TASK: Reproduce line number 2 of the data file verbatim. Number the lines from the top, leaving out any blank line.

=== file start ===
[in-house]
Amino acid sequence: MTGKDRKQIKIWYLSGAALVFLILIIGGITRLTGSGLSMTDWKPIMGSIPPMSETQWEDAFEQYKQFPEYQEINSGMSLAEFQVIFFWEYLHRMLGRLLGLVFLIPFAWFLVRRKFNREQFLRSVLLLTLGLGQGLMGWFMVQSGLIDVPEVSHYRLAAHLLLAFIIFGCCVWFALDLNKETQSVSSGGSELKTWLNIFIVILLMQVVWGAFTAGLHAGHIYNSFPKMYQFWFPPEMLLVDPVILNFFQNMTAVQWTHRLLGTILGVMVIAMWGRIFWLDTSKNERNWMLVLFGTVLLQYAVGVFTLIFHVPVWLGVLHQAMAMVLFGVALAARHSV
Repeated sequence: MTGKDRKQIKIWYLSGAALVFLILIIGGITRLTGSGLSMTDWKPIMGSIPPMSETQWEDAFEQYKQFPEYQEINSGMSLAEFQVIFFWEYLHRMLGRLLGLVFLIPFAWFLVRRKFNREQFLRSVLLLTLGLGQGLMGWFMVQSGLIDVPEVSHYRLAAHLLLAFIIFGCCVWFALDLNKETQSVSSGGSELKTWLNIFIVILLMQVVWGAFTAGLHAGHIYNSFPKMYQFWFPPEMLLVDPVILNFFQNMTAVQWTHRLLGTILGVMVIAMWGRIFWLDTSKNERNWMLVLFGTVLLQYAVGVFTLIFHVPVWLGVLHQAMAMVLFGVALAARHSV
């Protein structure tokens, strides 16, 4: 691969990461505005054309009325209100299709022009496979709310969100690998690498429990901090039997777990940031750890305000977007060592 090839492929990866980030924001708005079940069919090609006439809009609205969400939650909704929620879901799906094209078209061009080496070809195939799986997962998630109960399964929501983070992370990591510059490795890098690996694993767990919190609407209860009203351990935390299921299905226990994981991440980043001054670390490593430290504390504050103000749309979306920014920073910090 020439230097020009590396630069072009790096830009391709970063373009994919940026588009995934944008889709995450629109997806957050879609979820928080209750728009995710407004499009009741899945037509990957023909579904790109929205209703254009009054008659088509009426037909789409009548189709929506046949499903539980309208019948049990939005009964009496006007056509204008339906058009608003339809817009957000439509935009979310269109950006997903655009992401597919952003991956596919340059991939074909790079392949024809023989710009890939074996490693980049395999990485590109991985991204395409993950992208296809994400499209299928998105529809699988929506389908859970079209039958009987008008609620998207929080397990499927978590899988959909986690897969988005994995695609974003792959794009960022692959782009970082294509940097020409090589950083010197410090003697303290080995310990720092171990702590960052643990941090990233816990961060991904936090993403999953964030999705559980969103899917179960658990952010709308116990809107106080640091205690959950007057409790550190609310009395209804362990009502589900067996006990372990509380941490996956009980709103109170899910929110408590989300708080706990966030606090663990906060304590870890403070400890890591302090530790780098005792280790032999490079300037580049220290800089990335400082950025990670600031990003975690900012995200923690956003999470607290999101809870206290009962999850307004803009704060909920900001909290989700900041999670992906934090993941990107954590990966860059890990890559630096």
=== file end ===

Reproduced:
Amino acid sequence: MTGKDRKQIKIWYLSGAALVFLILIIGGITRLTGSGLSMTDWKPIMGSIPPMSETQWEDAFEQYKQFPEYQEINSGMSLAEFQVIFFWEYLHRMLGRLLGLVFLIPFAWFLVRRKFNREQFLRSVLLLTLGLGQGLMGWFMVQSGLIDVPEVSHYRLAAHLLLAFIIFGCCVWFALDLNKETQSVSSGGSELKTWLNIFIVILLMQVVWGAFTAGLHAGHIYNSFPKMYQFWFPPEMLLVDPVILNFFQNMTAVQWTHRLLGTILGVMVIAMWGRIFWLDTSKNERNWMLVLFGTVLLQYAVGVFTLIFHVPVWLGVLHQAMAMVLFGVALAARHSV